The general idea seems to be that gentle activity is helpful in healing the back, while total bed-rest or vigorous, high impact activity can make a person worse, but it's very individual and you need to consult your health professionals to find out what will be best for you particular types of injury.
  • sandisandi Posts: 6,342
    edited 01/13/2014 - 5:34 PM
    Are you also having issues with being able to empty your bladder or bowels? Can't tell if you have to go , or are unable to empty either body organ on your own?Any numbness in the buttocks, or genital areas?

    I have included the link to the information on Cauda Equina Syndrome. If you are experiencing these symptoms, it can be a surgical emergency. If I were you, I would be concerned and take it a bit easy until you see the surgeon if the appointment is soon. If you are experiencing the symptoms of CES, it is imperative that you tell the surgeon about those symptoms.
  • AucklandAAuckland Posts: 1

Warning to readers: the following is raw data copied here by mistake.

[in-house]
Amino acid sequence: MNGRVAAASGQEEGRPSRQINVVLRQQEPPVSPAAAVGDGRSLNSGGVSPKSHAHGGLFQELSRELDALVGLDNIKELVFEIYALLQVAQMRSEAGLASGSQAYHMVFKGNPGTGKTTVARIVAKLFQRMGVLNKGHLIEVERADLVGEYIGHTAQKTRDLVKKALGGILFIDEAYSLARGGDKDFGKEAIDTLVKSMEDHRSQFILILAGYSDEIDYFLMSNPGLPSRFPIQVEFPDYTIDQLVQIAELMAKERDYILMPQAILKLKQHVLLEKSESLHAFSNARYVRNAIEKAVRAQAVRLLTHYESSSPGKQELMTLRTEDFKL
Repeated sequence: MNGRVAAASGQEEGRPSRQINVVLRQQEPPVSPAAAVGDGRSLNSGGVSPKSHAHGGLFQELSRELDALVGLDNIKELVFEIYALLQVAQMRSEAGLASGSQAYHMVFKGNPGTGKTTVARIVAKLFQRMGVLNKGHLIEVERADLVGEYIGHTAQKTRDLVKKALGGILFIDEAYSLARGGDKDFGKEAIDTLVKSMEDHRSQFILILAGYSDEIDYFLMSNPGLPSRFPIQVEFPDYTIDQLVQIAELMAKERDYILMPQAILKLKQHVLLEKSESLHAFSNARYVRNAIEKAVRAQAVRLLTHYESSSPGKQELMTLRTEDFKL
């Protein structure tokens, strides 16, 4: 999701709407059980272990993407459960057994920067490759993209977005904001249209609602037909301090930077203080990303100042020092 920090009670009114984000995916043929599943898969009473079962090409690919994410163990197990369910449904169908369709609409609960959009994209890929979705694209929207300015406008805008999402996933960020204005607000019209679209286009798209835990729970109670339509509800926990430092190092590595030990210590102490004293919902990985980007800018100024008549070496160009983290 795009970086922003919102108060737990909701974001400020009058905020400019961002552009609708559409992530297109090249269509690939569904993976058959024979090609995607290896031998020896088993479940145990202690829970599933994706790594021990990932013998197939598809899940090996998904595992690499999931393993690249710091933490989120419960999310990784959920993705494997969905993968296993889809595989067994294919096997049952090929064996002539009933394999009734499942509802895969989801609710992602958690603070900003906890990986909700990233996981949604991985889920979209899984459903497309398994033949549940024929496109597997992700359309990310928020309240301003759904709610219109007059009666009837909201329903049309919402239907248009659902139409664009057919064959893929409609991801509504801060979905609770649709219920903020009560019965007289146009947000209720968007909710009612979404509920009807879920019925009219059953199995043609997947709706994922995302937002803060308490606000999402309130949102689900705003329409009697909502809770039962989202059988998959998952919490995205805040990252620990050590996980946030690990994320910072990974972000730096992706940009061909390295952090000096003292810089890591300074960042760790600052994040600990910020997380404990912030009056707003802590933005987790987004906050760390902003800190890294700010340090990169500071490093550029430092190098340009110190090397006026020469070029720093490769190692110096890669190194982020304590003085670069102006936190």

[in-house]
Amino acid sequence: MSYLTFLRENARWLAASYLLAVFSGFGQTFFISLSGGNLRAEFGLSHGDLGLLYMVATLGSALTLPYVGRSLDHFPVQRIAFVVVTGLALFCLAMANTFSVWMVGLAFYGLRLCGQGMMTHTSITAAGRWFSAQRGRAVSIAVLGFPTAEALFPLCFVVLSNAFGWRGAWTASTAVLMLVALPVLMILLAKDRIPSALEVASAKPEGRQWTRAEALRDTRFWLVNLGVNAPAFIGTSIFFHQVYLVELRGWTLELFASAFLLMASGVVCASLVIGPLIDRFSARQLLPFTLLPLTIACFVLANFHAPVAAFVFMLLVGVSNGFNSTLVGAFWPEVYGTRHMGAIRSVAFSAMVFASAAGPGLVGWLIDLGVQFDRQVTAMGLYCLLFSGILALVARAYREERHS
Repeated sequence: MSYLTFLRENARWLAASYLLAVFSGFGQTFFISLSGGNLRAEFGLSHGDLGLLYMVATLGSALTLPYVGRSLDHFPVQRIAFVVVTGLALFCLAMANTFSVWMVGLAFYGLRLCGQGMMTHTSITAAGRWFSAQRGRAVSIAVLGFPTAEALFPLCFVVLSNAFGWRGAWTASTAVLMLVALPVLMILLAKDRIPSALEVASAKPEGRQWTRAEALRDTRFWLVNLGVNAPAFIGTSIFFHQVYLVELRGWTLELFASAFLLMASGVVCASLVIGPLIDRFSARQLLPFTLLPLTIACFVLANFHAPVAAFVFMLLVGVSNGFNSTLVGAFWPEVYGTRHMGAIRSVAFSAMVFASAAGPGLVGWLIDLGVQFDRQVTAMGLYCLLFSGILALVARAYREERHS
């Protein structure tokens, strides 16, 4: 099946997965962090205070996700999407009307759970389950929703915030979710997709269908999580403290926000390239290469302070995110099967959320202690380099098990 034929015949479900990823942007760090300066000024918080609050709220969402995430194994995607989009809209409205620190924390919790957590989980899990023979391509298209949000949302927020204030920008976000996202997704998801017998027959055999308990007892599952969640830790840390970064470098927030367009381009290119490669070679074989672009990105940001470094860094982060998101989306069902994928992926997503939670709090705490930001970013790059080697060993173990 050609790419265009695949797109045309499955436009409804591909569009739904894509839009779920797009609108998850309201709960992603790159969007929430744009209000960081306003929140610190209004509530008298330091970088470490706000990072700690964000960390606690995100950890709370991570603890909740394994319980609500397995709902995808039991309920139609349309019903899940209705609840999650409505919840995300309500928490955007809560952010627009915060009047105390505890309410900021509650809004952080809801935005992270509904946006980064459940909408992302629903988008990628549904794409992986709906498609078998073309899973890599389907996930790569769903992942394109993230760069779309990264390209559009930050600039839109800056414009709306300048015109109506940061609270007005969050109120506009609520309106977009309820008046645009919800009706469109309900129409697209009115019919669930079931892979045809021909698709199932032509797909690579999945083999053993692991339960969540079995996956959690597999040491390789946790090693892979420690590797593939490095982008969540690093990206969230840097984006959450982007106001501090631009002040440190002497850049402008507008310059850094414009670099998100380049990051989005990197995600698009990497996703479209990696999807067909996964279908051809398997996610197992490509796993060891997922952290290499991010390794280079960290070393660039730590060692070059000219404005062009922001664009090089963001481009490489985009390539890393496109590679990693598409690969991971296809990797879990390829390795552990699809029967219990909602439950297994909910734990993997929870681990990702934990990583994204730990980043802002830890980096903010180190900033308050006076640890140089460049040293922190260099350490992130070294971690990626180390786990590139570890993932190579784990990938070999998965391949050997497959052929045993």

edited 01/30/2014 - 10:59 PM
    Hi tcgirl,

    Generally I would say that for most usual cases of back pain you need to stay active. Walking is usually great.
    However due to the fact that you are getting numb in both legs and saddle area I would say you need to go and see a spinal specialist/surgeon. Ask them if you may have something called cauda equina syndrome. It might not be that but it's better to be safe than sorry. I would get a specialist opinion as soon as possible.
  • Angry30AAngry30 Posts: 24
    edited 02/08/2014 - 3:44 PM
    Your question brings out my inner frustration (because I recently did something stupid and did not take my own advice, hopefully it will help you even if I still struggle with "should I push, should I do, or should I rest?" dilemmas!). The answer is DO WHAT FEELS GOOD!! As others said, sometimes staying in bed, or just resting in your home is the answer, especially for the first few days to first few weeks of a "disc attack". However, there usually is a time to start moving around, go for a short walk etc. START SLOW ... Don't push yourself. Slow and steady wins the race. Learn to listen to your body. There is no RIGHT answer, only what works for you. Hope that helped!! GL!